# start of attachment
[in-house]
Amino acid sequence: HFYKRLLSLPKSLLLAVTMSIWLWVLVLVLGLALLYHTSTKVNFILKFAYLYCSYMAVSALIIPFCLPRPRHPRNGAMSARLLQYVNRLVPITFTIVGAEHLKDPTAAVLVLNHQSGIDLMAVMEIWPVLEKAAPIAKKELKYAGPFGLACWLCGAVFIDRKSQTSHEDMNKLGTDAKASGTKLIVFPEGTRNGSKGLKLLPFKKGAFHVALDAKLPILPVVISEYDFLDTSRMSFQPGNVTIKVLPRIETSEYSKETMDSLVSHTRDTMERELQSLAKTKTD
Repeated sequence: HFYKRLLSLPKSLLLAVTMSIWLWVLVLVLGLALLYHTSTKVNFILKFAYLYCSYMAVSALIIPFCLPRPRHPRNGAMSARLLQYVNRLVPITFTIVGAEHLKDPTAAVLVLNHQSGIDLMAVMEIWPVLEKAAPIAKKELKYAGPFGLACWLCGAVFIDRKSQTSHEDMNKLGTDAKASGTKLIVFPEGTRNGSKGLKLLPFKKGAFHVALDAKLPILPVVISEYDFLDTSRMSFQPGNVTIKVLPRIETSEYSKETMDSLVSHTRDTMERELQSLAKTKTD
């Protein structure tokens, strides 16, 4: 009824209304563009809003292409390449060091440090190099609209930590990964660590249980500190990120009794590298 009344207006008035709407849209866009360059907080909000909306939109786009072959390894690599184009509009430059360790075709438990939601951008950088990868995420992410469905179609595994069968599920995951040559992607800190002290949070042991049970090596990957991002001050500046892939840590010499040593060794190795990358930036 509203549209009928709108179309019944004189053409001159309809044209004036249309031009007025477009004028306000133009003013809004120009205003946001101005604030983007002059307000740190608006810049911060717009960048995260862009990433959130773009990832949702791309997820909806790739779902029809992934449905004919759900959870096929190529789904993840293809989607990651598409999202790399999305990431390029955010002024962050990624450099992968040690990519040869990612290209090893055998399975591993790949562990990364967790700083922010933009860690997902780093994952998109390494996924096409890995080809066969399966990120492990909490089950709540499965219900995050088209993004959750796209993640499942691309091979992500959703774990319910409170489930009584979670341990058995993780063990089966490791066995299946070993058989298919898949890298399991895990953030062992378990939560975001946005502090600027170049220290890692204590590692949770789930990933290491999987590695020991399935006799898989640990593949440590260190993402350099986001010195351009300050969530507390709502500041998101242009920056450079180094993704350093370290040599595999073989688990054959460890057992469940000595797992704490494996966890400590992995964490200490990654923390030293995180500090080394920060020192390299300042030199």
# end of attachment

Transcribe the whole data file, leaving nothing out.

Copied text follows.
[in-house]
Amino acid sequence: HFYKRLLSLPKSLLLAVTMSIWLWVLVLVLGLALLYHTSTKVNFILKFAYLYCSYMAVSALIIPFCLPRPRHPRNGAMSARLLQYVNRLVPITFTIVGAEHLKDPTAAVLVLNHQSGIDLMAVMEIWPVLEKAAPIAKKELKYAGPFGLACWLCGAVFIDRKSQTSHEDMNKLGTDAKASGTKLIVFPEGTRNGSKGLKLLPFKKGAFHVALDAKLPILPVVISEYDFLDTSRMSFQPGNVTIKVLPRIETSEYSKETMDSLVSHTRDTMERELQSLAKTKTD
Repeated sequence: HFYKRLLSLPKSLLLAVTMSIWLWVLVLVLGLALLYHTSTKVNFILKFAYLYCSYMAVSALIIPFCLPRPRHPRNGAMSARLLQYVNRLVPITFTIVGAEHLKDPTAAVLVLNHQSGIDLMAVMEIWPVLEKAAPIAKKELKYAGPFGLACWLCGAVFIDRKSQTSHEDMNKLGTDAKASGTKLIVFPEGTRNGSKGLKLLPFKKGAFHVALDAKLPILPVVISEYDFLDTSRMSFQPGNVTIKVLPRIETSEYSKETMDSLVSHTRDTMERELQSLAKTKTD
């Protein structure tokens, strides 16, 4: 009824209304563009809003292409390449060091440090190099609209930590990964660590249980500190990120009794590298 009344207006008035709407849209866009360059907080909000909306939109786009072959390894690599184009509009430059360790075709438990939601951008950088990868995420992410469905179609595994069968599920995951040559992607800190002290949070042991049970090596990957991002001050500046892939840590010499040593060794190795990358930036 509203549209009928709108179309019944004189053409001159309809044209004036249309031009007025477009004028306000133009003013809004120009205003946001101005604030983007002059307000740190608006810049911060717009960048995260862009990433959130773009990832949702791309997820909806790739779902029809992934449905004919759900959870096929190529789904993840293809989607990651598409999202790399999305990431390029955010002024962050990624450099992968040690990519040869990612290209090893055998399975591993790949562990990364967790700083922010933009860690997902780093994952998109390494996924096409890995080809066969399966990120492990909490089950709540499965219900995050088209993004959750796209993640499942691309091979992500959703774990319910409170489930009584979670341990058995993780063990089966490791066995299946070993058989298919898949890298399991895990953030062992378990939560975001946005502090600027170049220290890692204590590692949770789930990933290491999987590695020991399935006799898989640990593949440590260190993402350099986001010195351009300050969530507390709502500041998101242009920056450079180094993704350093370290040599595999073989688990054959460890057992469940000595797992704490494996966890400590992995964490200490990654923390030293995180500090080394920060020192390299300042030199």